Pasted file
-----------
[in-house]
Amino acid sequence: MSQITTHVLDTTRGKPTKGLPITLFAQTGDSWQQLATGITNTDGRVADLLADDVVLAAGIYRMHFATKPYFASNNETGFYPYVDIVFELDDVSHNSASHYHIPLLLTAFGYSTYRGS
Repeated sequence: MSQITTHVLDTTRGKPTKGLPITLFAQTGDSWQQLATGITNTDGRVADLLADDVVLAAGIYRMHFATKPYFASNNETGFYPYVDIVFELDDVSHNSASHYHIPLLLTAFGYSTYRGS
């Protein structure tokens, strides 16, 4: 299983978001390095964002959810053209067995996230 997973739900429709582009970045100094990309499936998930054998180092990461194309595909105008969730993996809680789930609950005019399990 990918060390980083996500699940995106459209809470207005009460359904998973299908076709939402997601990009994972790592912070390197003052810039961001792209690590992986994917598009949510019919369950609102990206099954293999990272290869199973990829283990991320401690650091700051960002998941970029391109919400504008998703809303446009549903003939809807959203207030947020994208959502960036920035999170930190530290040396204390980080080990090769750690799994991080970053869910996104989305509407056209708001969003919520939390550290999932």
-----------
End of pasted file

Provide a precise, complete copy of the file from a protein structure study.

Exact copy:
[in-house]
Amino acid sequence: MSQITTHVLDTTRGKPTKGLPITLFAQTGDSWQQLATGITNTDGRVADLLADDVVLAAGIYRMHFATKPYFASNNETGFYPYVDIVFELDDVSHNSASHYHIPLLLTAFGYSTYRGS
Repeated sequence: MSQITTHVLDTTRGKPTKGLPITLFAQTGDSWQQLATGITNTDGRVADLLADDVVLAAGIYRMHFATKPYFASNNETGFYPYVDIVFELDDVSHNSASHYHIPLLLTAFGYSTYRGS
């Protein structure tokens, strides 16, 4: 299983978001390095964002959810053209067995996230 997973739900429709582009970045100094990309499936998930054998180092990461194309595909105008969730993996809680789930609950005019399990 990918060390980083996500699940995106459209809470207005009460359904998973299908076709939402997601990009994972790592912070390197003052810039961001792209690590992986994917598009949510019919369950609102990206099954293999990272290869199973990829283990991320401690650091700051960002998941970029391109919400504008998703809303446009549903003939809807959203207030947020994208959502960036920035999170930190530290040396204390980080080990090769750690799994991080970053869910996104989305509407056209708001969003919520939390550290999932």